Secretary of State Michael R. Pompeo With Lin Xueling of Channel NewsAsia

Secretary Pompeo delivering opening remarks at the U.S.-ASEAN Ministerial Meeting (State Dept. Images)
Michael R. Pompeo
Secretary of State
Ritz-Carlton Millenia Hotel
Singapore, Singapore
August 3, 2018

QUESTION: Is America prepared to push the world into a recession because of these trade wars?

SECRETARY POMPEO: America is always going to be a great partner for Asia, Southeast Asia in particular. It’s great to be back here in Singapore; I’ve had fantastic meetings all day with my counterparts, talking about America’s commitment to making sure that we had a free, fair, open Indo-Pacific.

With respect to trade, that’s what we’re looking for too. We want every country to rise. We want each nation to have the opportunity to trade, to buy American goods, to sell goods into America. These are the things that President (inaudible). We are a radically free-trade country, and President Trump is enormously supportive of that.

QUESTION: But the tariffs seem to be things that are going to put frictions now on that free trade.

SECRETARY POMPEO: What we’re looking for is to remove barriers. This is what has – put in place over decades. There was tremendous unfairness in the system, and our administration is simply trying to put that balance there. The President has said clearly: zero tariffs, zero subsidies, zero non-tariff barriers. Sign us up, we’ll take it. America is trying to reduce friction in the trading system. And when we do, we’re confident that countries like here in Singapore and other places will thrive, as will America.

QUESTION: Is there a timeline, then, for these trade tariffs to be (inaudible) rolled back on? Is there any kind of limit where you’ll say, no, okay, it’s now gone too far?

SECRETARY POMPEO: Well, we’re looking for each country with whom we’re engaging in to fix their own systems in a way that they’re fair, reciprocal, they respect the rule of law – these are the things America’s looking for. We hope it’ll happen sooner rather than later.

QUESTION: And sooner means a time?

SECRETARY POMPEO: We wish it had happened a decade ago. But frankly, the previous administration and the United States wasn’t prepared to make sure that America was treated fairly. And that’s what the President’s looking for. He’s simply looking for open, free trade. We want that with the Indo-Pacific, we want it with Singapore, with Southeast Asia. It’s an imperative. We are confident that when that happens, the global economy will grow, Southeast Asia’s economy will grow, and America will grow as well.

QUESTION: It’s been close on two months since the Trump-Kim summit here in Singapore. Are we closer to a denuclearization of North Korea?

SECRETARY POMPEO: Oh, of course we are. Of course we’re closer. The two presidents came here and made a historic commitment to each other. Chairman Kim Jong-un made the commitment to denuclearize. That’s consistent with what the UN Security Council has been demanding. There are two resolutions that require North Korea to do just that. America, in return, made commitments. We said we are prepared to improve the relationship between our two countries and offer a brighter future for North Korea. We’re still intent upon that. We’re thrilled that North Korea fulfilled its commitment by beginning the process of returning the remains of American servicemen this past week. We hope that process will continue. And we’re confident that Chairman Kim remains committed to denuclearization. The world is counting on it.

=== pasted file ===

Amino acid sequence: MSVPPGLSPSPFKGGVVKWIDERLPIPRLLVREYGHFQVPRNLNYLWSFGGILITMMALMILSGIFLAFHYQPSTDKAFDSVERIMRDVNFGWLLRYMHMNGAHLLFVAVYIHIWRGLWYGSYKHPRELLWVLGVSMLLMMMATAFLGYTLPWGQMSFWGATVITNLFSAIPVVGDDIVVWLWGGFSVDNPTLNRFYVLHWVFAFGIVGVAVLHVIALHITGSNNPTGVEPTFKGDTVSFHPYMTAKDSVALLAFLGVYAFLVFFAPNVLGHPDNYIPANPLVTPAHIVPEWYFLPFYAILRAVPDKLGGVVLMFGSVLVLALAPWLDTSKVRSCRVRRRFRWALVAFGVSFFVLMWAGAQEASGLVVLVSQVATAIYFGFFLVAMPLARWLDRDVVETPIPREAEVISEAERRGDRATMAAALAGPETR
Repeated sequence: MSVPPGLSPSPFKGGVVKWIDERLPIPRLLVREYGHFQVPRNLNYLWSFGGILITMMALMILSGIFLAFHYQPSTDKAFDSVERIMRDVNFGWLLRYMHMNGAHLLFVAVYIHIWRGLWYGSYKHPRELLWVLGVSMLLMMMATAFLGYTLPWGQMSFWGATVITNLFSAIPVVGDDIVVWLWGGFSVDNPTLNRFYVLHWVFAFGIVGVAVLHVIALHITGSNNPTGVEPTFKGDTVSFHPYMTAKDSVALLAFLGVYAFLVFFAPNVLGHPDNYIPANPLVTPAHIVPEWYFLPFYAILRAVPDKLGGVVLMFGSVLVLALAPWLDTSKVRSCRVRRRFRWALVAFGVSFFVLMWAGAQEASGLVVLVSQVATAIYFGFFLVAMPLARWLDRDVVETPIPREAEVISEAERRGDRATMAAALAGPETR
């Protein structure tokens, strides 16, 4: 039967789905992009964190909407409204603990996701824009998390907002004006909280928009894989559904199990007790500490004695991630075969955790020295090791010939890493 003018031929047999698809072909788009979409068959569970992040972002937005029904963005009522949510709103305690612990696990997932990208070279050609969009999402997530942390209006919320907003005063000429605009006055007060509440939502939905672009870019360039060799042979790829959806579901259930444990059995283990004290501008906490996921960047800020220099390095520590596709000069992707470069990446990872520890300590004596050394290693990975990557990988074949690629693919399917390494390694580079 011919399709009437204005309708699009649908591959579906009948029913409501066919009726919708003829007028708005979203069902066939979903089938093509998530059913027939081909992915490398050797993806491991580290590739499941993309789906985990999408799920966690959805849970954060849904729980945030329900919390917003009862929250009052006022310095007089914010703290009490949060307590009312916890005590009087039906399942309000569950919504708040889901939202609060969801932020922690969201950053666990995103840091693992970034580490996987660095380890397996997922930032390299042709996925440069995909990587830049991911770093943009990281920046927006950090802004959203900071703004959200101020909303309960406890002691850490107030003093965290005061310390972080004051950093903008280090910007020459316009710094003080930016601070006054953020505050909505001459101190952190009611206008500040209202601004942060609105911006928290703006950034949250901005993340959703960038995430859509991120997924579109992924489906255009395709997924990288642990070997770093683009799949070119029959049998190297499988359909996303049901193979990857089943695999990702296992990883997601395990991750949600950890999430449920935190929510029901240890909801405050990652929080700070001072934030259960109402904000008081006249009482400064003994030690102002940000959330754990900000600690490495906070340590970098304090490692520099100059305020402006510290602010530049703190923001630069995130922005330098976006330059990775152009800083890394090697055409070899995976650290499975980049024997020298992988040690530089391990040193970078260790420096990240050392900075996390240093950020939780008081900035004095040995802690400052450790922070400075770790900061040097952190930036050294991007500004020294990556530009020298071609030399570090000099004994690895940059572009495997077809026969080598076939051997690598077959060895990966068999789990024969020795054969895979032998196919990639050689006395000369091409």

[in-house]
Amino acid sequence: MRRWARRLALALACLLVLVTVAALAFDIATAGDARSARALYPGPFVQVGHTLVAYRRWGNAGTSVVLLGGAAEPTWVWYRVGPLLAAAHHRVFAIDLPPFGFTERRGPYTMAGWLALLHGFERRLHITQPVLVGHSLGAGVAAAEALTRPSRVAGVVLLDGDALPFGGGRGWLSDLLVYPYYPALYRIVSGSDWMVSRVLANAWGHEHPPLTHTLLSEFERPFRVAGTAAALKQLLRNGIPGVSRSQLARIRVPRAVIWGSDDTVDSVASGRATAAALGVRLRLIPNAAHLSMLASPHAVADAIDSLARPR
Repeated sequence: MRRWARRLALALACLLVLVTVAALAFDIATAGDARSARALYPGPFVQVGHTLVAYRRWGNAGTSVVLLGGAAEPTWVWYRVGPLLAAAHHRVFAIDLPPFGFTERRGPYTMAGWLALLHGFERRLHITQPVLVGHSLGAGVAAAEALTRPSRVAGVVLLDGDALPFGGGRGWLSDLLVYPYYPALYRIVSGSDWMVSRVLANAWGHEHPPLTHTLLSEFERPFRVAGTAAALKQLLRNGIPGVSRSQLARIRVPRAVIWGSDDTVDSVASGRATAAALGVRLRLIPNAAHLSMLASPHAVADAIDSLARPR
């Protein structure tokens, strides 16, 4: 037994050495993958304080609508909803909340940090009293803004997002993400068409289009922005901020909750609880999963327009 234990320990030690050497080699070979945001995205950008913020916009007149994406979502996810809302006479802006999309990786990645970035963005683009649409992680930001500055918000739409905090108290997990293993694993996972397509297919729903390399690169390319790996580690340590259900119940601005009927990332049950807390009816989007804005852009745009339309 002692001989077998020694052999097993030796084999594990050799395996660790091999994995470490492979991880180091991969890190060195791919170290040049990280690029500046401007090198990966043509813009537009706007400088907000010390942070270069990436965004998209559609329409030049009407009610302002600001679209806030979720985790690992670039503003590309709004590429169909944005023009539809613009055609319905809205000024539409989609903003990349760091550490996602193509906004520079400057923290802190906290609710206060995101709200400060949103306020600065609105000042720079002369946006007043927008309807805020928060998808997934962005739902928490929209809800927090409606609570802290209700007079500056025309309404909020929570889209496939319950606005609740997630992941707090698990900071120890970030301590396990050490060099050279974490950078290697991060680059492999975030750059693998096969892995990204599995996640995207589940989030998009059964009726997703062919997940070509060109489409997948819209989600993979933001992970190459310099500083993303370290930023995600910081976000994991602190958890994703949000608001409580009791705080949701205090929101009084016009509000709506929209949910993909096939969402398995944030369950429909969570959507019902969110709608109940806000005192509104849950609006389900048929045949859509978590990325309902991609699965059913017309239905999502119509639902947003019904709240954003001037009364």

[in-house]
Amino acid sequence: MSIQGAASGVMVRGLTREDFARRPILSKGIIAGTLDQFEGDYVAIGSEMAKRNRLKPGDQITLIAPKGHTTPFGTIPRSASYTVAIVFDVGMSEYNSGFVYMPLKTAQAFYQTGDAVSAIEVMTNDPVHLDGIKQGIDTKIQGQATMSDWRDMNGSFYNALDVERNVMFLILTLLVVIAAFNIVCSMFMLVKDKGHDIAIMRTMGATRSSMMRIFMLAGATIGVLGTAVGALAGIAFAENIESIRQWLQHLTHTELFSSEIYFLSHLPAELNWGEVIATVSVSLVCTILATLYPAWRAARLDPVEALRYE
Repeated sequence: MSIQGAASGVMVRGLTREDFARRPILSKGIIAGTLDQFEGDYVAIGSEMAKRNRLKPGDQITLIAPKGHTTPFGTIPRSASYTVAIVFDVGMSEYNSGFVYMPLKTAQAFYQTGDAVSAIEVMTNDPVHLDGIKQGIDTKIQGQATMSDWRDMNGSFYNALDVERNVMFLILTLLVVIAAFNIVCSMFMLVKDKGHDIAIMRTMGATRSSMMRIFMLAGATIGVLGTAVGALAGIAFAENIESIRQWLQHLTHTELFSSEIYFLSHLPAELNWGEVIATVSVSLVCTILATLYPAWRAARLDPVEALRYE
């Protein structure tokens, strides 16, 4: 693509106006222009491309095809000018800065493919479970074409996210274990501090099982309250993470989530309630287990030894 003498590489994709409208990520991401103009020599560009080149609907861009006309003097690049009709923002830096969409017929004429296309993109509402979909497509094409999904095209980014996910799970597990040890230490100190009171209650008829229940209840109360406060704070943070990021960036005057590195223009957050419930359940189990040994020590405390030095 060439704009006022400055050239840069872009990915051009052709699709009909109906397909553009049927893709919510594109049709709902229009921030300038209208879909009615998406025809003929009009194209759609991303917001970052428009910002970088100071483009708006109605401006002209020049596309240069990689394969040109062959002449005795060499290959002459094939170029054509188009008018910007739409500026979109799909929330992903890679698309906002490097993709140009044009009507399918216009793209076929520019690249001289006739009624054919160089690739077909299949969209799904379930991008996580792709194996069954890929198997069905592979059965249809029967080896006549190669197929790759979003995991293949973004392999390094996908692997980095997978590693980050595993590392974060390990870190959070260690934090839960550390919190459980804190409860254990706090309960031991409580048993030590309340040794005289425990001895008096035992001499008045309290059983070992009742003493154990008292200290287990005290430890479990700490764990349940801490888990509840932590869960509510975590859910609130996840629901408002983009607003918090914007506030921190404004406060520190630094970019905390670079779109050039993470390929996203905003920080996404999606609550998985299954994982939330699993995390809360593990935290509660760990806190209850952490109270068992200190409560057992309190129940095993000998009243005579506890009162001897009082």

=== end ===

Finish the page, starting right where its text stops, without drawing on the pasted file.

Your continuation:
QUESTION: But you’ve also said that it’s been imperative that the various countries still maintain the sanctions on North Korea. If so much progress has been made, why not then scale back on the sanctions?

SECRETARY POMPEO: Oh, because the sanctions must remain in place until we’re done. So no matter how much progress we make along the way – by the way, these aren’t American sanctions – it’s important for the world to know this – these are the world’s sanctions. Every country supported the UN Security Council resolutions, and those sanctions will remain in place until we have full denuclearization in North Korea. So no matter how much progress we make, those sanctions will remain in place.

But that day, that day when we achieve this thing that the whole world is demanding – we welcome that day – a brighter future for the people of North Korea will be at hand.

QUESTION: So you have got nothing to do with sort of a carrot system in which it’s going to be sort of accretionally; you’ll have some sanctions which will scale back as North Korea begins to denuclearize?

SECRETARY POMPEO: The UN Security Council resolutions are very clear. There will surely be things along the way that take place. We’ve already had meetings. We are engaged in things which will improve the trust between our two countries. Those all make sense. But with respect to sanctions, the UN has spoken; the world has spoken.

QUESTION: Time scales. Everybody has – yes, you’re right, everybody’s watching this, but we all want to know: When will this take place? When do you see denuclearization of North Korea taking place? Because having it open-ended just makes everybody incredibly nervous.

SECRETARY POMPEO: Well, the world should be less nervous than they were before the summit between the two leaders, where we were in a very difficult place with frequent missile launches, nuclear testing taking place. None of that has taken place since June 12th. We’re happy about that. The ultimate timeline for denuclearization will be set by Chairman Kim, at least in part. The decision is his. He made a commitment and we’re very hopeful that over the coming weeks and months we can make substantial progress towards that and put the North Korean people on a trajectory towards a brighter future very quickly.


QUESTION: Thank you, Mr. Pompeo.

SECRETARY POMPEO: Thank you very much, Lin. It was great to be with you.